There is a trail on Vancouver’s North Shore mountains that I’ve always wanted to run, start to finish. I’ve spent a lot of hours on this trail over the years I’ve been in Vancouver, running many sections, but have never run the whole thing. It’s the Baden-Powell trail, named after the Scout founder, and built by Boy Scouts in his honour. Ed and I decided to run it this weekend, and invited others to come along. One friend, former Nordic combined athlete and active-man extraordinaire, Paul Lebel, took up the challenge.
The Baden-Powell (or BP) runs,
according to the KneeKnacker website (http://www.kneeknacker.com/ ), the annual race across the length,
for 48 kms. It stretches from Horseshoe Bay at the western end
of the North Shore to Deep Cove at the eastern end. It is purported
to have 16,000 feet of elevation gain/loss. It is the backbone
of the North Shore trails, much like Ridge Road in Gatineau Park.
I am not fit. I try and
get to the gym a few times a week, and maybe a long workout on the weekends,
and the odd bike-ride. Intervals? Forget it. I think it is with
this in mind – my declining fitness – that I threw my hat in the
ring. Because when else would I be in better shape? The bell curve
of my fitness, folks, is certainly on the downward slide.
We started at a leisurely 9:30,
figuring it would take 6 or 7 hours. I realized I had old orthotics
in (new ones are being adjusted), but didn’t think much of it (I would
later). We took a wrong turn almost immediately – instead of
running up almost 4000 feet to the top of Black Mtn, we swung around
it on an access road. A bit disappointing, kind of – but none of us
minded the reduced elevation gain. I have since been accused of
running too fast at the start, but defend that charge with ‘When else
were we gonna get time?’.
We got to Cypress Bowl ski
area, and started the second quarter of the run. Not long after
that (I blame this one on Ed, mostly) we took another wrong turn –
up to the top of a mountain, Hollyburn Peak. And burned I was,
when we figured it out – an extra 4k and 45 minutes of climbing and
descending. To make up for that, we ran downhill probably too
fast for about an hour and a half, which is how long the descent is
on that part of the BP. And my knees started hurting – first
the right one, then, gradually, the left one, with the pain in the left
fully overtaking the little trifling right knee.
Cleveland Dam is the halfway
point, and we had about 1.5k on a busy, uphill road after that.
We were sweaty and muddy and about 4 hours in, and I was grumpy.
Then, a mirage – two kids selling ‘Freshly Squeezed Lemonade’.
For 25 cents a cup. The smallest bill we had was $10, so we gave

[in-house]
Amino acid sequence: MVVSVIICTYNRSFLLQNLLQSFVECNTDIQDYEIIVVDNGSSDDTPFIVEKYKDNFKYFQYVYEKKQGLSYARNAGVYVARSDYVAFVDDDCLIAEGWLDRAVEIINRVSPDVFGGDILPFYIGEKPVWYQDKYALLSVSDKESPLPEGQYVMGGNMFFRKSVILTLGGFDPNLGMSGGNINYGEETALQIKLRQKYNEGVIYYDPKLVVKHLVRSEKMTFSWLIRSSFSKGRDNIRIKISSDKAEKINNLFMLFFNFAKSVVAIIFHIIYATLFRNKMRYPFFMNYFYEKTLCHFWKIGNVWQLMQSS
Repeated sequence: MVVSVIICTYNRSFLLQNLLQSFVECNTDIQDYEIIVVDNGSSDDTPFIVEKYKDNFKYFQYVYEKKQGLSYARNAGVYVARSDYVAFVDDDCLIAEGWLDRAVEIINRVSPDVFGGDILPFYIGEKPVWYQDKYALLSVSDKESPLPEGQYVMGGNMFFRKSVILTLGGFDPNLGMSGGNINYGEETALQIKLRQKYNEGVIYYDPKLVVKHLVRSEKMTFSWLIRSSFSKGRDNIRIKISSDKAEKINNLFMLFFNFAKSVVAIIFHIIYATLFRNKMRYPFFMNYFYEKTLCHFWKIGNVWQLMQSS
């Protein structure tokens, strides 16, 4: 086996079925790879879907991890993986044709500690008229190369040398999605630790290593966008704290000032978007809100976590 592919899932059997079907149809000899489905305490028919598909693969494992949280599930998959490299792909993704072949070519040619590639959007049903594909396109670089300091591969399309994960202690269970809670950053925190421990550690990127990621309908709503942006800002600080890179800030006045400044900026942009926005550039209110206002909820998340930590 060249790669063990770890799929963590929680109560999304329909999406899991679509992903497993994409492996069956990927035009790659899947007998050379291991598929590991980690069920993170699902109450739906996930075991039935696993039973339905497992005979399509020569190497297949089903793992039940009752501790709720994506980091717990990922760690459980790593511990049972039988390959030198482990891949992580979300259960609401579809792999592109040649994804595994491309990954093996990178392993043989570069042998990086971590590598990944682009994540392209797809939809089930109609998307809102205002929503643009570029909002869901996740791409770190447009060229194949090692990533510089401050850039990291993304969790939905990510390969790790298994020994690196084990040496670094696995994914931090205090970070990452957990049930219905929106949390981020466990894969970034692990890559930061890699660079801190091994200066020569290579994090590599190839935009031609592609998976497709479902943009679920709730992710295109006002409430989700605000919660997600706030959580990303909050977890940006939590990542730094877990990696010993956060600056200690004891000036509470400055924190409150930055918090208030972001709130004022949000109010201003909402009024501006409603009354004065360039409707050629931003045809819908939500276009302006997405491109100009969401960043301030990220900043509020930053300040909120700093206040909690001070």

it to them, had 3 cups each, and left them a lot richer. A good
lesson in consumer vs. producer surplus, I suppose, for those budding
economists among you. The lemonade was not fresh, but it was refreshing.
Paul had had some severe indigestion
a ways back, and it started slowing him down on the next section.
Ed twisted an ankle, and it swelled up, and I had two sore knees, so
the next few k were not quick. Paul decided to call it a day at
about the 2/3 point, having run a very demanding 36k. He later
said he regretted it, but walked into town to a coffee-shop and spent
two hours waiting for us, watching the Tour de France on their TV.
We tried to speed up after
that, and managed to pick the pace up somewhat, but I had to stop a
few times to shake the old knee-caps around. We had one last real
uphill grind – about 850 feet of rocky, rooty terrain – before the
long, long 5k downhill finish. That was my mental low point, and
probably Ed’s too. My arch started cramping badly, his ankle
was bugging him a bit, and I was feeling pretty out of gas. This
was also at about the 7 hour mark. We made it down to a road crossing,
and a sign that said 3.2k left, which cheered us, until the next sign
10 minutes later said 3.1k left – and it turned out to be accurate.
We crossed paths with a bear
with about 2.5k left – we had a section on a road, and he was chilling
a couple hundred metres ahead. We figured we should make some
noise, and the only songs we could think of – independently – were
The finish took longer than
hoped, with silly unexpected uphill bits, and then we climbed down the
last staircase and out into the park in Deep Cove, where we walked into
the ocean, pretty pumped, tired, and sore, 8:15 after we started.
A long car shuttle back, and here I am, on the couch, icing the arch
of my foot and dreading waking up in the morning.
By the numbers:
Distance: 51k (with the extra bit for the un-needed summit bid)
Average time: Slow
e-Load consumed by Tom & Ed: 12 litres
Clif Bars consumed by Tom & Ed: 10
Lemonade consumed by all: 9 styrofoam cuppies
Average price per cup: Over $1
Sore knees: 2
Years of life off my knees: Probably 5 per
Sore ankles: 1
Sore arches: 1
Sore tummies: 1